It seems that everyone in Cedar Grove, New Jersey has a spooky story or two about the Overbrook Asylum. Though it only closed down officially in 2007, the complex has long been home to abandoned buildings, and local lore has been quick to populate them with unexplained voices, vengeful spirits, and mysterious presences. Situated among public parks and residential neighborhoods, the decaying asylum known by many as “the Bin” has become a well-known hangout for teenagers, ghost hunters, scrappers, and other curious parties, much to the consternation of local law enforcement. In 2008, the local sheriff amped up police presence on the property, leading to 34 arrests over the course of 3 days, though it was rented out as a location for the tacky Travel Channel series “Ghost Adventures” the same year. Rumors of 24/7 surveillance still serve to ward off would-be trespassers, but on the gloomy Sunday morning I set out to explore the aging asylum, not a soul, living or dead, patrolled the 100-acre grounds of the old Essex County Hospital.
I won’t rehash the history here that most every American asylum shares. (For a more detailed account, read up on psychiatric treatments at Kings Park Psychiatric Center and the “farm colony” design of Letchworth Village.) Suffice it to say that the good intentions Overbrook was founded on in 1896 couldn’t hold up to the harsh realities of overcrowding and underfunding that characterized mid-20th century institutions. This dark period of neglect ended, for the most part, with the development of new “wonder drugs” for the treatment of serious mental disorders, which led to the abrupt closure of asylums across the country.
Though there’s little to differentiate the history of Overbrook Asylum from the dozens of similar institutions across the northeast, one particularly notorious episode stands out. On Dec 1st, 1917, the hospital’s heating and lighting plant broke down, sending temperatures plummeting inside the dormitories. As a cold snap hit New Jersey in the following weeks, 24 patients died as a result of or in conjunction with exposure, along with 32 cases of frostbite. In an act of desperation, the medical superintendent sent out letters to patient’s families in the hope that many would come to retrieve their relatives, who he admitted were living in “far from comfortable” conditions.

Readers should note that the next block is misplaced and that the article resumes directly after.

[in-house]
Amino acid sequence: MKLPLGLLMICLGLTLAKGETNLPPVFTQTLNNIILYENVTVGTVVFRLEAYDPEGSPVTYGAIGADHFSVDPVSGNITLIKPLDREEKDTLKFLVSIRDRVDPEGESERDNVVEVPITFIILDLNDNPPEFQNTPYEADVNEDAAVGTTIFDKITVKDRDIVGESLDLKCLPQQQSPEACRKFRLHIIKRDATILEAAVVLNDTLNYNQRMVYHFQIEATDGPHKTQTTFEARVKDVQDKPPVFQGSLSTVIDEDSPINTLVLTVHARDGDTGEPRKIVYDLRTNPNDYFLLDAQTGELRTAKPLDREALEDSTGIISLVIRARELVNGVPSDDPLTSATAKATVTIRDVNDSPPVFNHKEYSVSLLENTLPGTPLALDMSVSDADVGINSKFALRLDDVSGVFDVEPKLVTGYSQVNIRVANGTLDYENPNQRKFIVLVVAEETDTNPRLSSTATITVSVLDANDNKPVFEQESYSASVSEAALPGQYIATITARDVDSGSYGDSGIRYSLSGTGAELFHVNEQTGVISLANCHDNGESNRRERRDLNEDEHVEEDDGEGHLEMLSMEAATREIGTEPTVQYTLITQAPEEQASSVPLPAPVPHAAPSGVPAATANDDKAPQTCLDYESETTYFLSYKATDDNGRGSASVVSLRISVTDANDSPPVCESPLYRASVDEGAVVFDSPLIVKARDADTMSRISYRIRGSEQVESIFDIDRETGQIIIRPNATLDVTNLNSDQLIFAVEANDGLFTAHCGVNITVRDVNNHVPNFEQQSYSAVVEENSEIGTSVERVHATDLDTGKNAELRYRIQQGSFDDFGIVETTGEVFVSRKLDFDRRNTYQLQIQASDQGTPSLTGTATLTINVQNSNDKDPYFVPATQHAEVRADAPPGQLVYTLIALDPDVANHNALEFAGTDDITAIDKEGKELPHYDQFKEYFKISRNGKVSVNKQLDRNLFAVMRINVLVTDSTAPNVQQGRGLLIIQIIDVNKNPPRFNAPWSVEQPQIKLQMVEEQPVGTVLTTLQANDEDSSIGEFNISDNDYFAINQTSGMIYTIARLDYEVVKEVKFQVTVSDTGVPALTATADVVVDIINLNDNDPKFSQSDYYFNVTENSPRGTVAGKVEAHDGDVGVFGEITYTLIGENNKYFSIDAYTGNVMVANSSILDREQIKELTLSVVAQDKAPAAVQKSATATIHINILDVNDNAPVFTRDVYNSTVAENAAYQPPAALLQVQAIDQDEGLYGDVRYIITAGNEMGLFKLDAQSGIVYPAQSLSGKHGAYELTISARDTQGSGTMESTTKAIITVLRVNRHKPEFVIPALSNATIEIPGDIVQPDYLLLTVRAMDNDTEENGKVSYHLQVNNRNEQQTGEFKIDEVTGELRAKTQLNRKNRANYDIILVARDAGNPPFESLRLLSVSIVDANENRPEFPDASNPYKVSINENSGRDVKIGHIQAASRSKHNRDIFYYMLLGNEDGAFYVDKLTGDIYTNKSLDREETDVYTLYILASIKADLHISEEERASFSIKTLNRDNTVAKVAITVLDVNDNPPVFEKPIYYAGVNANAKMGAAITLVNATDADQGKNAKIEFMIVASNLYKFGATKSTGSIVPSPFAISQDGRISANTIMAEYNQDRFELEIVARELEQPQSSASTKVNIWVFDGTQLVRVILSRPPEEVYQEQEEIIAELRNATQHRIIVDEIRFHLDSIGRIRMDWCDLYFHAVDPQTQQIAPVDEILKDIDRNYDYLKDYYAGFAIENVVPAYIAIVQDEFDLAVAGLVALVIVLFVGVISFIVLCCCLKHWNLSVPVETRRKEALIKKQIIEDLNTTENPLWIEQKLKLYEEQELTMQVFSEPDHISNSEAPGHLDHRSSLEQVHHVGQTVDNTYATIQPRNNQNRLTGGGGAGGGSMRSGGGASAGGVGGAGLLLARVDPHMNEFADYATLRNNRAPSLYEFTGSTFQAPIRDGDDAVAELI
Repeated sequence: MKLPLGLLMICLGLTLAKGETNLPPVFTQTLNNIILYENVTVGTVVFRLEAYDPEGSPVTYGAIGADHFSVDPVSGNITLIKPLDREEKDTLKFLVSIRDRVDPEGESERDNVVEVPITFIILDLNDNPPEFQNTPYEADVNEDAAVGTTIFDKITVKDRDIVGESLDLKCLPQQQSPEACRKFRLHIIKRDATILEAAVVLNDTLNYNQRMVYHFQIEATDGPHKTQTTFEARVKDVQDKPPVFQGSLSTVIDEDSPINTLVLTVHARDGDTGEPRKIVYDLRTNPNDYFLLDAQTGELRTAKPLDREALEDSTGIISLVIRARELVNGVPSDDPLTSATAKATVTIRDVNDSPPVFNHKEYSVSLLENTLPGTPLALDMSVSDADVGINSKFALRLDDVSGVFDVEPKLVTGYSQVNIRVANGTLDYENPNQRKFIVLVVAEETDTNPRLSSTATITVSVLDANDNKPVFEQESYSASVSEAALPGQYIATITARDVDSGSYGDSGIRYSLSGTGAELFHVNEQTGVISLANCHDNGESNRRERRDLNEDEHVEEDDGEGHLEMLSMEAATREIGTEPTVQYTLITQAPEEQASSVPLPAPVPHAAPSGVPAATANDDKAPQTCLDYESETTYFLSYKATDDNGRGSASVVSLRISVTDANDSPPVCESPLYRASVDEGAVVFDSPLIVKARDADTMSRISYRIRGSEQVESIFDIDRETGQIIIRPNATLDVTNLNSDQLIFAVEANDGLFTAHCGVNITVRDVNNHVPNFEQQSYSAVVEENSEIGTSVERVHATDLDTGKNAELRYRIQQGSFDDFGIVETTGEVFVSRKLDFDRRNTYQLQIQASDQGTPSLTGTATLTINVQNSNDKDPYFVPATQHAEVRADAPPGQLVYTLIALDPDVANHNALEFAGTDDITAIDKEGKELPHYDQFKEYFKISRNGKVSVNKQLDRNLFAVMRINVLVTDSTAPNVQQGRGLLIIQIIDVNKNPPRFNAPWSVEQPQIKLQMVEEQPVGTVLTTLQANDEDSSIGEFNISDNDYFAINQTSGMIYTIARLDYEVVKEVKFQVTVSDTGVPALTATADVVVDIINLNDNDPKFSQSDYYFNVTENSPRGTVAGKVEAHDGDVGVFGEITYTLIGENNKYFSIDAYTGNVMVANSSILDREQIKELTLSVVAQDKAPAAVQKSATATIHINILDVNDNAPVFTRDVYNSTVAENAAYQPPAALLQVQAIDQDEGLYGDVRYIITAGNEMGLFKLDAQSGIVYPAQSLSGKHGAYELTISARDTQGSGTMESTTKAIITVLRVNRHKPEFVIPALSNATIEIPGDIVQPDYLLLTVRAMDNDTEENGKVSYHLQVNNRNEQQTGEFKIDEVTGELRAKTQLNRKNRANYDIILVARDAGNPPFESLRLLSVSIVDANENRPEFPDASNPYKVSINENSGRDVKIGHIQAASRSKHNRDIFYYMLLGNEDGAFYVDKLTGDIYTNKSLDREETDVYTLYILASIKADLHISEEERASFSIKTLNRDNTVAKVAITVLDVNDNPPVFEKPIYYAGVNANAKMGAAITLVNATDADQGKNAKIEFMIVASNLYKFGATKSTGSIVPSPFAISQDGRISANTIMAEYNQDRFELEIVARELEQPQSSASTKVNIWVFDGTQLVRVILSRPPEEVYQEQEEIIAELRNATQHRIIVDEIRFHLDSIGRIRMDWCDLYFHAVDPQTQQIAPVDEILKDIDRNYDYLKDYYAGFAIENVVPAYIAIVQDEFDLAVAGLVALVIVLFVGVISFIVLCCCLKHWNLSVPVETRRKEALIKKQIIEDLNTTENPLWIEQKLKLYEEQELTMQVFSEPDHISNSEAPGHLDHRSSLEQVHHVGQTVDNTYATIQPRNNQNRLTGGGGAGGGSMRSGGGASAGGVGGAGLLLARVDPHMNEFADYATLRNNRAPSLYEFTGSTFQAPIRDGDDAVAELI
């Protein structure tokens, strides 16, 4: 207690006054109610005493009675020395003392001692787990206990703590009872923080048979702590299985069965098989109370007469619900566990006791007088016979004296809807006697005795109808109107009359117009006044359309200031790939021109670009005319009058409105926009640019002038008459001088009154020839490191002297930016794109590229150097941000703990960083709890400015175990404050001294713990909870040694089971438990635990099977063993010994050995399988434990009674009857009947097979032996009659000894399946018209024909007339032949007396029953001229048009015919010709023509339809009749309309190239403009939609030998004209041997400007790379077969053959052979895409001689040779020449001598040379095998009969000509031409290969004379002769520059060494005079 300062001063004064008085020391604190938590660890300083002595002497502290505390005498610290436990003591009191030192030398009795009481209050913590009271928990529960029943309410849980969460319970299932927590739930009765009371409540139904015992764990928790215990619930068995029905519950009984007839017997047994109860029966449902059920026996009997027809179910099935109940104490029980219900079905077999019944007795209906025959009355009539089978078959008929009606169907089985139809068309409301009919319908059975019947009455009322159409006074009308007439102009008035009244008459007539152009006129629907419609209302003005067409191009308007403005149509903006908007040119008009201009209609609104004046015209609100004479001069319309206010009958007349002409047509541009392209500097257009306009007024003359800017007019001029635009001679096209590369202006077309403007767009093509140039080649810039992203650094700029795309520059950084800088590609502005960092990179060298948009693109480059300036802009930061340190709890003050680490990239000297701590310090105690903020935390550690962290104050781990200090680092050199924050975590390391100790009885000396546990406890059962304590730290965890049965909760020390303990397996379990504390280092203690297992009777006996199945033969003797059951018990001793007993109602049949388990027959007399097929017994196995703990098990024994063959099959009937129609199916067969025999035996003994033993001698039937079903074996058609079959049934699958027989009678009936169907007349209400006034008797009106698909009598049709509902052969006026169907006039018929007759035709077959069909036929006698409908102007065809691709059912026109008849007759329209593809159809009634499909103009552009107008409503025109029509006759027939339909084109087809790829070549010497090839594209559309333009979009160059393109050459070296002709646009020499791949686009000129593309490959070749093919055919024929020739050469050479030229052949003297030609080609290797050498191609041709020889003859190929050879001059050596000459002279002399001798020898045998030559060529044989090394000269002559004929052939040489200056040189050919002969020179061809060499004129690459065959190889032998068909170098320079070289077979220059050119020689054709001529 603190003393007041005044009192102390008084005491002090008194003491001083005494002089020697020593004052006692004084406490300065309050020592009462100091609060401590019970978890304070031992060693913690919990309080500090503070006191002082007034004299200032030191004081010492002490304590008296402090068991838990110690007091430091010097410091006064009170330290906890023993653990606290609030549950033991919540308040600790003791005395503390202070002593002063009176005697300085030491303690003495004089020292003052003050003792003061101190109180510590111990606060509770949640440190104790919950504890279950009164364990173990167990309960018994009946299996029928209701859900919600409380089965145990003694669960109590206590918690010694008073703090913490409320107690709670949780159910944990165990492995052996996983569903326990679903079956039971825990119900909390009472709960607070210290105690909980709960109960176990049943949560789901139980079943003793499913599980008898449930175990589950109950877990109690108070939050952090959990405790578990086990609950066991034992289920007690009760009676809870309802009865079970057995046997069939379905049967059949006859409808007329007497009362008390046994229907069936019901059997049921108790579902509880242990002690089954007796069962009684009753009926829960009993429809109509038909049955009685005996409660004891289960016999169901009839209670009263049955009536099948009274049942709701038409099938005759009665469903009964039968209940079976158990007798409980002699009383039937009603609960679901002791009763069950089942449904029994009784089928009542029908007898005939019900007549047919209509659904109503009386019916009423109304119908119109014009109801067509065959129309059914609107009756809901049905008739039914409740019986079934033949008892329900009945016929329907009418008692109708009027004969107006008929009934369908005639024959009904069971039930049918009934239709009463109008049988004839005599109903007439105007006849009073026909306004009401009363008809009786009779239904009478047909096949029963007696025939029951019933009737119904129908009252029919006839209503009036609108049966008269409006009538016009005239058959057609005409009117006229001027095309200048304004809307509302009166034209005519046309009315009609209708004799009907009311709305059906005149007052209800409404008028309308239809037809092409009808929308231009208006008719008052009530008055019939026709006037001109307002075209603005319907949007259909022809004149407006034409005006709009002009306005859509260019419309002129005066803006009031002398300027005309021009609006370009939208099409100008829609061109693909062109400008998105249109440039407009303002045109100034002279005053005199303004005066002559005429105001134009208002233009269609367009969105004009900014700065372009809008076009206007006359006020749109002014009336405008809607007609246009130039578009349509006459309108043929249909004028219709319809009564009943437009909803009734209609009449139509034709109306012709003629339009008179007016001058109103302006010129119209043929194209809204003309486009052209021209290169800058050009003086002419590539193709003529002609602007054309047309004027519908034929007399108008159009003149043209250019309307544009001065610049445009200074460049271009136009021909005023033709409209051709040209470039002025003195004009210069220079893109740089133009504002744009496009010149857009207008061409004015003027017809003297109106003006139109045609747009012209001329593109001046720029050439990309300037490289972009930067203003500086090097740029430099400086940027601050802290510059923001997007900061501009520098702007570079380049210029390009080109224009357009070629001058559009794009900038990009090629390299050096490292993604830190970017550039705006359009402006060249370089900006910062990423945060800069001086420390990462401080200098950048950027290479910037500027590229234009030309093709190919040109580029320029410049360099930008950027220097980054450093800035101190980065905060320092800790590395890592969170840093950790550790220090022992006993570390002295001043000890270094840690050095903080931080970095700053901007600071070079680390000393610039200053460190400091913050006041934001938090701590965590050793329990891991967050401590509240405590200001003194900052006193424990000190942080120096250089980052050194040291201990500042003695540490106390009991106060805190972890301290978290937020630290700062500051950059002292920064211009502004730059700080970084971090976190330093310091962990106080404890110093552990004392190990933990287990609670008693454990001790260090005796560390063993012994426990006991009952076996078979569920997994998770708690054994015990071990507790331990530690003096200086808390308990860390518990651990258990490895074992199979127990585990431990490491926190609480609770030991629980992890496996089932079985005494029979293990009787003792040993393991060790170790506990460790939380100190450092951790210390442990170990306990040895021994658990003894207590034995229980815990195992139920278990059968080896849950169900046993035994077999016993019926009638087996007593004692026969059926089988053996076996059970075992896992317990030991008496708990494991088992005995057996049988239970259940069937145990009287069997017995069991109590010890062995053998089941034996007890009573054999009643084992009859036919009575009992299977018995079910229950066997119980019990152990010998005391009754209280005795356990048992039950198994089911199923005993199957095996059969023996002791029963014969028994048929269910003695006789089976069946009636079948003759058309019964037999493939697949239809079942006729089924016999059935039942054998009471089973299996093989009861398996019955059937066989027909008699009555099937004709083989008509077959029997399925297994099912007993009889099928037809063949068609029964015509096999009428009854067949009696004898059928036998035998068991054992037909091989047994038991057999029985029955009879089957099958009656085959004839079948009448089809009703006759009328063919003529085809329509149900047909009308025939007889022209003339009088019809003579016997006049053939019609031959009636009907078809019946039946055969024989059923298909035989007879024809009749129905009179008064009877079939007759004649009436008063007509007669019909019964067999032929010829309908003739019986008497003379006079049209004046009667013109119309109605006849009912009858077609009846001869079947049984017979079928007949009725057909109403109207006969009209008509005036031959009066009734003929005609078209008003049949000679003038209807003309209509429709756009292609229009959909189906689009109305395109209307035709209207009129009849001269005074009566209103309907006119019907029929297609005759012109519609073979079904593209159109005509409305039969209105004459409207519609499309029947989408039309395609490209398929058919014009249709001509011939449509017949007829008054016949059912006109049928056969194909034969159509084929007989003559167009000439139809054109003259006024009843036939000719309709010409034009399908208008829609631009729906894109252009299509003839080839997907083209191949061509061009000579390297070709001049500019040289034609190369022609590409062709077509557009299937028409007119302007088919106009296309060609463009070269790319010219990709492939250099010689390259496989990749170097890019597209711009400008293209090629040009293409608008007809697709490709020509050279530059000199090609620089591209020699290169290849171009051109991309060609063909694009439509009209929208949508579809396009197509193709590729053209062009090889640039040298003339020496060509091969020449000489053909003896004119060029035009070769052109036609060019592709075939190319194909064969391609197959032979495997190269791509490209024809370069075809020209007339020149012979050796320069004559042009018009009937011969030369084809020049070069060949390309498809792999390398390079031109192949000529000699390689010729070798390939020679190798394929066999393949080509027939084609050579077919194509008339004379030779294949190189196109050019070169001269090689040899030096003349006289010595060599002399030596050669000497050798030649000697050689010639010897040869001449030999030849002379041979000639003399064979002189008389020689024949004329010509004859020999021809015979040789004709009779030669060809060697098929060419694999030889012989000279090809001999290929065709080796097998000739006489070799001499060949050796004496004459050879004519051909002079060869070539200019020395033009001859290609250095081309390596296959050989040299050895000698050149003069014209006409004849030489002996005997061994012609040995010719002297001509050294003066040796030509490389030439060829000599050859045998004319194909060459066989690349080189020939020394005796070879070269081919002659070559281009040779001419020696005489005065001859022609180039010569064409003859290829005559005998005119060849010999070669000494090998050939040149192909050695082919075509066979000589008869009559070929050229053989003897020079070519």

Even in the best times, “comfortable” isn’t the first word that comes to mind when describing the way of life of the thousands of mentally ill patients who called Overbrook home. An impressive amount of artifacts remain throughout the maze of interconnected dormitories, offering a look into the individual lives that make up its collectively tragic history. At every turn, large-scale photo murals of nature scenes and wildlife adorn the beige and sea foam walls of the wards. Elsewhere, holiday decorations clutter the floor. Stockpiled in cabinets are jolly snowmen, grinning halloween skulls, festive scarecrows, and gleaming easter bunnies, anything to distract from the clinical gloom of the wards. Out of the clustered piles of clothing, medical supplies, and craft projects, the terse, impersonal lines of a handwritten card speak volumes on the isolation of the unfortunate men and women who spent their lives forgotten behind asylum walls: “Dear John, I hope you are well and happy. I’m feeling okay. Miss you. Love, Mom.”
The decrepit hospital closed down in 2007 when a new state of the art facility opened up nearby, which still operates today. By that time much of the property had already been long abandoned, with a dwindling patient population due in large part to the effective treatments developed in the 60s and 70s, as well as the pressure to discharge anyone who wasn’t a threat to themselves or others, no matter how unprepared they were to get by on their own in the outside world. Contrary to a few adamant commenters in online forums, most of the Overbrook campus is still standing on the east side of Fairview Avenue. A development plan to demolish the complex soon after it closed in 2007 would have brought 78 luxury single family homes to the area, but it never panned out. Today, the property is county-owned. Though plans were put in place to convert the land to a public park in 2008, little progress has been made in that regard.
As Overbrook continues to crumble, the treatment of the mentally ill has been making headlines in recent months, and it’s troubling to see the same familiar patterns play out in an even more brutal setting—the prisons cells and solitary confinement units where many of today’s mentally ill end up. A recent article in the New York Times outlines a harrowing study of an epidemic of violence toward mentally ill inmates at Rikers Island which rivals the worst cases of abuse in the age of institutions. Earlier this week, a positive step was made on the West Coast, where the California Department of Corrections has introduced new standards for the treatment of the mentally ill living in the prison system. Here’s hoping this results in legitimate changes that can be instituted across the country.